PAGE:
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Chimney fire causes $60K in damage



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Oxford firefighters tear apart the ceiling of 201 Spezia Dr. looking for hot spots following a chimney fire Monday morning. Photo by C.J. Carnacchio. (click for larger version)
February 09, 2011 - Oxford's fast-acting firefighters prevented the home at 201 Spezia Drive from going up in flames Monday after a structure fire was reported there at 8:39 a.m.

"It was a good stop," said Fire Chief Pete Scholz.

It took firefighters about 15 minutes to get a hose in the attic and extinguish the flames before they could consume the house.

The fire was ruled accidental and determined to be the result of cracks in the clay-lined chimney flue, Scholz said. These cracks allowed excess heat to escape and dry out the surrounding wood over time until the attic area finally ignited.

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An estimated $50,000 in structural damage was sustained.

"The whole roof's going to have to come off probably halfway across that house because the trusses are all charred up in the attic space," Scholz said.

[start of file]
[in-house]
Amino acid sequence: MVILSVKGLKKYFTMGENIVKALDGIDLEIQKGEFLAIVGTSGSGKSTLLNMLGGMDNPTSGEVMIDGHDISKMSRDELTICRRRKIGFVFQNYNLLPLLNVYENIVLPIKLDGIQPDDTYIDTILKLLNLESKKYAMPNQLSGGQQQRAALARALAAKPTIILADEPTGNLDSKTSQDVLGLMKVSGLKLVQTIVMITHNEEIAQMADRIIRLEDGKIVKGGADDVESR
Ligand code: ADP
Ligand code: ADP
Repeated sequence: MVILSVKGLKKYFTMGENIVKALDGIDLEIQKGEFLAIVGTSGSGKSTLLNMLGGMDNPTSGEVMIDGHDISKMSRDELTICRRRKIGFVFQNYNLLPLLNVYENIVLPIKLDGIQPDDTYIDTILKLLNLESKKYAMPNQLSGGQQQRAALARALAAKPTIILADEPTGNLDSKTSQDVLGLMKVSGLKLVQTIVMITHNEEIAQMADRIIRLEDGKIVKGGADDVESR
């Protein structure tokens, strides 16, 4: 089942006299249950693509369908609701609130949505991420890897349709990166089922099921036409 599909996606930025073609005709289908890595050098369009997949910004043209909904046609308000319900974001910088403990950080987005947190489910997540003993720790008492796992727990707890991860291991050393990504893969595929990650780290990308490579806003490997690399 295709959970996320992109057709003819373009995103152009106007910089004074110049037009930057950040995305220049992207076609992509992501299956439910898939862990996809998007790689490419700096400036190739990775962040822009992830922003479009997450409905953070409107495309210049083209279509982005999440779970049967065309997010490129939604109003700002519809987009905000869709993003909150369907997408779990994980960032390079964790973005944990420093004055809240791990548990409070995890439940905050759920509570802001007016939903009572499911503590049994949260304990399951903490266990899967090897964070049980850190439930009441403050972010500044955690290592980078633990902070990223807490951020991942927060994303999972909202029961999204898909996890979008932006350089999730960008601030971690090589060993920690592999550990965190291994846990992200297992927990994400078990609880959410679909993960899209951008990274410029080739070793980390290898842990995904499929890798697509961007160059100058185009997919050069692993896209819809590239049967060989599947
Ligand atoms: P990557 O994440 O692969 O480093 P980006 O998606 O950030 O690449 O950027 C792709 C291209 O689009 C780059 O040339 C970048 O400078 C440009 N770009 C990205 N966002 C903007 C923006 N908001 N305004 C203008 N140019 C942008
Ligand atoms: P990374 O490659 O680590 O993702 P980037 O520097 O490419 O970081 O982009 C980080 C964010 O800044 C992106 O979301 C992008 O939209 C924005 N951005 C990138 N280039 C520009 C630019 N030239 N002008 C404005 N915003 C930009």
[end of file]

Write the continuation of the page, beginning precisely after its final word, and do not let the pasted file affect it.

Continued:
Although firefighters were able to move and protect many personal items in the home, Scholz estimated there was still about $10,000 in contents damage.

Scholz indicated two things could have possibly prevented this type of fire.

The first is regular chimney cleanings.

"They said they had burned close to six cords of wood already this winter," the chief said. "When they're burning that much wood, they should be cleaning the chimney at least once a month to get all the creosote out. The creosote is what ignites inside the flue and gets it so hot that extra heat goes outside of the flue-liner and catches the surrounding areas on fire."

It's also a good idea to get the chimney inspected by a specialist "every couple of years" to check for things like cracks, Scholz noted.

During this incident, Oxford received mutual aid from Orion's fire department, which traveled to the scene and covered Station #1, and Brandon Township, which covered calls for Advanced Life Support.

CJ Carnacchio is editor for The Oxford Leader. He lives in the Village of Oxford with his wife Connie and daughter Larissa. When he's not busy working on the newspaper, he enjoys cigars/pipes, Martinis/Scotch, hunting and fishing.
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